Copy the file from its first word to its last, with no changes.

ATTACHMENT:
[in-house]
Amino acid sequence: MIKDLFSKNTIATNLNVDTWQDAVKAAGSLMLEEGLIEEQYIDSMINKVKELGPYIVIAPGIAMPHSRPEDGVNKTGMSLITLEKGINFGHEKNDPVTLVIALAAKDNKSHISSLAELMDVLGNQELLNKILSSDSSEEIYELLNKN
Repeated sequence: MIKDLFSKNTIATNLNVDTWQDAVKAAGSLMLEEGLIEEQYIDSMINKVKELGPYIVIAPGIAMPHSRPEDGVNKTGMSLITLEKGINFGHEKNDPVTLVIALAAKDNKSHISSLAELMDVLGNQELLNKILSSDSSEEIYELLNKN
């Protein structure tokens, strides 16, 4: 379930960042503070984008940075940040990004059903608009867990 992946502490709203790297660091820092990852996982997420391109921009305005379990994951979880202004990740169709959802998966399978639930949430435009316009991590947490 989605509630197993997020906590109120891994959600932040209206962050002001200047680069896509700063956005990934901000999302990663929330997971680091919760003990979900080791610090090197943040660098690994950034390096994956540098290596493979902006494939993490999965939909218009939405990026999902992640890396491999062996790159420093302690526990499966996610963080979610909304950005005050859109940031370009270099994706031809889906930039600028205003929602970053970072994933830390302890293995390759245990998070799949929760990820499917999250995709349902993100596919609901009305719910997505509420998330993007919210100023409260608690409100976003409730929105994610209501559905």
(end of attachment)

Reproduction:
[in-house]
Amino acid sequence: MIKDLFSKNTIATNLNVDTWQDAVKAAGSLMLEEGLIEEQYIDSMINKVKELGPYIVIAPGIAMPHSRPEDGVNKTGMSLITLEKGINFGHEKNDPVTLVIALAAKDNKSHISSLAELMDVLGNQELLNKILSSDSSEEIYELLNKN
Repeated sequence: MIKDLFSKNTIATNLNVDTWQDAVKAAGSLMLEEGLIEEQYIDSMINKVKELGPYIVIAPGIAMPHSRPEDGVNKTGMSLITLEKGINFGHEKNDPVTLVIALAAKDNKSHISSLAELMDVLGNQELLNKILSSDSSEEIYELLNKN
């Protein structure tokens, strides 16, 4: 379930960042503070984008940075940040990004059903608009867990 992946502490709203790297660091820092990852996982997420391109921009305005379990994951979880202004990740169709959802998966399978639930949430435009316009991590947490 989605509630197993997020906590109120891994959600932040209206962050002001200047680069896509700063956005990934901000999302990663929330997971680091919760003990979900080791610090090197943040660098690994950034390096994956540098290596493979902006494939993490999965939909218009939405990026999902992640890396491999062996790159420093302690526990499966996610963080979610909304950005005050859109940031370009270099994706031809889906930039600028205003929602970053970072994933830390302890293995390759245990998070799949929760990820499917999250995709349902993100596919609901009305719910997505509420998330993007919210100023409260608690409100976003409730929105994610209501559905």